By Julie Schneiberg
Even if you only loosely follow politics, it is likely that you have heard a lot about Ukraine in the past few weeks. Ukraine, a former member of the Soviet Union, is located between Europe and Russia and has a complicated relationship with both of their borders. “It’s a cliché to say a country is torn between East and West,” said Seva Gunitsky, professor of political science at the University of Toronto, “but Ukraine is the closest thing we have to that.” Ukraine has a long, complicated history with Russia but, despite their strong ties, has still tried to remain relevant to the Western world.
This is not the first time we’re hearing about Ukraine getting tangled up in U.S. affairs. In fact, it is the second time in the last three years.
So, what’s the deal with Ukraine?
The first incident occurred in 2016 when Paul Manafort, President Trump’s former campaign chairman, was linked to “undisclosed business” with the former Ukranian president of the pro-Russia party. Authorities uncovered $12.7 million in cash payments to Mr. Manafort from former Ukranian President Viktor F. Yanukovych. Special Counsel Robert S. Mueller III then investigated the case, and Manafort was found guilty and sentenced to four years in prison in 2018 on accounts of financial fraud.
The current controversy all revolves around phone calls that started in January of this year. Trump allegedly made calls to current Ukranian President Volodymyr Zelensky to investigate some of Trump’s political rivals, one of them being Joe Biden, former vice president and current presidential candidate. The President expressed concern that his political rival had used his power as Vice President to push for the removal of a Ukranian prosecutor, which in turn would help a Ukranian energy company paying his son, Hunter Biden. The July 25 phone call carries the most weight, as certain readings of its transcript imply that President Trump used American aid as leverage to get Ukraine to jumpstart the investigation into Biden.
Following the phone calls, an intelligence officer filed an official “whistle-blower” complaint against President Trump, claiming that: “in the course of my official duties, I have received information from multiple U.S. Government officials that the President of the United States is using the power of his office to solicit interference from a foreign country in the 2020 U.S. election.” These phone calls are putting President Trump in murky waters. Last month, Speaker of the House Nancy Pelosi (D-CA) opened a formal impeachment inquiry in response to the complaints made, putting the relationship between President Trump and Ukraine under extreme scrutiny.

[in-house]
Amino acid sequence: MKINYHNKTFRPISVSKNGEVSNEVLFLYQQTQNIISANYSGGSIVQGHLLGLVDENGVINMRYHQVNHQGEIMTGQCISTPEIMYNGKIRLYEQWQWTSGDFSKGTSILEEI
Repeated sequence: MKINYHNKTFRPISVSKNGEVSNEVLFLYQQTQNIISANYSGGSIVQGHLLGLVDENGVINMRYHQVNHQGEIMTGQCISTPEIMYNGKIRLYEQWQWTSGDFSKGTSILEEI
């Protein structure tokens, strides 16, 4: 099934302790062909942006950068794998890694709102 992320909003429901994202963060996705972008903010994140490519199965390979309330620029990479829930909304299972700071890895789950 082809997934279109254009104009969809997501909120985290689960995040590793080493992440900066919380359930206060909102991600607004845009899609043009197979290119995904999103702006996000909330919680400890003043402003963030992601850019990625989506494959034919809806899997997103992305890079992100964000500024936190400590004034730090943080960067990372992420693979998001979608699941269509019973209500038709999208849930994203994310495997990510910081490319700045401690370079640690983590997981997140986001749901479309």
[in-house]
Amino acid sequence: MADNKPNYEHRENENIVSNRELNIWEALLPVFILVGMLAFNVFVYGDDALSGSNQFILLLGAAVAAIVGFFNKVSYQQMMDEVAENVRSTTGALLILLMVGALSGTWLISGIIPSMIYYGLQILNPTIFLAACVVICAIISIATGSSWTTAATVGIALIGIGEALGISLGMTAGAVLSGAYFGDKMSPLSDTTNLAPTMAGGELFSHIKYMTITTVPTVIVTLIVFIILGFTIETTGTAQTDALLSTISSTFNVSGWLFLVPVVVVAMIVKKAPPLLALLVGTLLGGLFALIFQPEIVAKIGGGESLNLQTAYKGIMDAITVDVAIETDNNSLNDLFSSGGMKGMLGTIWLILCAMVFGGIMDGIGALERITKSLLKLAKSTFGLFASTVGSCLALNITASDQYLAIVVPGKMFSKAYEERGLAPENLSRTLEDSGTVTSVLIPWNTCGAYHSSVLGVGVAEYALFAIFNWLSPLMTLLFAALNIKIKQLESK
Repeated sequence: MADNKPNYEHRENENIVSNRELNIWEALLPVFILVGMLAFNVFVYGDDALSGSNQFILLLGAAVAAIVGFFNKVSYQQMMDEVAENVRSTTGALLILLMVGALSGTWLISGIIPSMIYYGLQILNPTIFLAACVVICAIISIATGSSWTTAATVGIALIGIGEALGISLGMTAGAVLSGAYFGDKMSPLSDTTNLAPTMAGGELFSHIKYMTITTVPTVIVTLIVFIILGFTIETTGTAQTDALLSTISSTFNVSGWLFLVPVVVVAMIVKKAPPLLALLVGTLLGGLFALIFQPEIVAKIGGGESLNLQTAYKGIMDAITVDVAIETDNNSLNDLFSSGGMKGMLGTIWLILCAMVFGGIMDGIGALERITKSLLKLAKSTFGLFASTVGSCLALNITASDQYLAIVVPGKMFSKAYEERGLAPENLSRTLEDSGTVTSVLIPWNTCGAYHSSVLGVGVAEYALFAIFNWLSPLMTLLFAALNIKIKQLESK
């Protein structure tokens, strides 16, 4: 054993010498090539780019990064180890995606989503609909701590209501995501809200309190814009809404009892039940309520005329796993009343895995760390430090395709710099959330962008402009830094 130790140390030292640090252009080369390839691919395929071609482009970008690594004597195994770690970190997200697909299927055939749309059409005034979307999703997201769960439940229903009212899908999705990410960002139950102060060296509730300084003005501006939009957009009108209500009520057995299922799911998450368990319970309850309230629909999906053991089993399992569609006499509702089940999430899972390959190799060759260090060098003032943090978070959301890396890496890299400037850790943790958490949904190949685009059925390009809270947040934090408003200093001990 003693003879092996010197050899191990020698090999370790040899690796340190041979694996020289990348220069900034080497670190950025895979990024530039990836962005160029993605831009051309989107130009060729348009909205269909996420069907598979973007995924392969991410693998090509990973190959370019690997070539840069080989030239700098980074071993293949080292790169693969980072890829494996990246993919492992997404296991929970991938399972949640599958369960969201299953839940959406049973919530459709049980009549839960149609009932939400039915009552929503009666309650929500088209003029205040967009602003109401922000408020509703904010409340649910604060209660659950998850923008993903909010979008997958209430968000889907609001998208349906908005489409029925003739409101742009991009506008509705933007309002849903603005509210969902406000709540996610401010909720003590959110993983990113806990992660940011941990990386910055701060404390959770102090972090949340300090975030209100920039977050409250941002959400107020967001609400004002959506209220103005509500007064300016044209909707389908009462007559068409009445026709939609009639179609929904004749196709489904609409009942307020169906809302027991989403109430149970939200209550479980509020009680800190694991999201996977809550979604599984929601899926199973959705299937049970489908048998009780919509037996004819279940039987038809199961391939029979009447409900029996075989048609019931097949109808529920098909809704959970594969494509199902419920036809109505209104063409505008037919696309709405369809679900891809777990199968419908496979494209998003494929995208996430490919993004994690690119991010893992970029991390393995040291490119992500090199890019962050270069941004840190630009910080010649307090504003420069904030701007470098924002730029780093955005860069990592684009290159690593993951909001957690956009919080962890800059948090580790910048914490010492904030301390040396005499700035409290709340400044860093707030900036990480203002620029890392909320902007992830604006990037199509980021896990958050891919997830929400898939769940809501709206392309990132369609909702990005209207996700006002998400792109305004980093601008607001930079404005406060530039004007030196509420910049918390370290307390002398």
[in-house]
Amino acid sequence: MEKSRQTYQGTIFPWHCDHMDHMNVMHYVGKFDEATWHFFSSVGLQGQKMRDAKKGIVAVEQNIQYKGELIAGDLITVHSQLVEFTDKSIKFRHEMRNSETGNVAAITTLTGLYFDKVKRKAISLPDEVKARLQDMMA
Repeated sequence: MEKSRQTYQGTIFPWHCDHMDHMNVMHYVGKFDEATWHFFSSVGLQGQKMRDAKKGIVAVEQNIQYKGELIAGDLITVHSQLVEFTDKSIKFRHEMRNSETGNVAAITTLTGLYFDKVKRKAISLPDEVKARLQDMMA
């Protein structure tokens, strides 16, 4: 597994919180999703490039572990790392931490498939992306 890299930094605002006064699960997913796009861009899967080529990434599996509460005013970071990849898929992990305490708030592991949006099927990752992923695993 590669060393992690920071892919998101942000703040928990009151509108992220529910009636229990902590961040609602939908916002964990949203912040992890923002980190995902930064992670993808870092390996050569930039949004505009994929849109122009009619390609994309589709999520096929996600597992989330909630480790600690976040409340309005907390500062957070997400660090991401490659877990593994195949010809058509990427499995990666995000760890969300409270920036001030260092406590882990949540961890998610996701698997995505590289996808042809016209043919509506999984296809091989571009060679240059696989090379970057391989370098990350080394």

As expected, President Trump isn’t taking the news well. On October 9, he tweeted “Only 25 percent want the President Impeached, which is pretty low considering the volume of Fake News coverage, but pretty high considering the fact that I did NOTHING wrong. It is all just a continuation of the greatest Scam and Witch Hunt in the history of our Country!”
While an impeachment inquiry at this stage in his term is unlikely, especially with a Republican majority in the Senate, it certainly sends a message. In any case, President Trump should be concerned, as these implications could have consequences for him in the upcoming election. In 2020, it can be anticipated that American voters will likely keep this issue in mind and take it with them to the ballot box.
The investigation has been less damaging to Ukraine than expected. Zelensky said he did not want to get wrapped up in American elections and made it clear he still wanted support from the United States and Europe. Regardless, a deep dive into both Donald Trump and Zelensky could become dangerous for both parties — who knows what skeletons might be found in their closets.
Photo courtesy of The White House.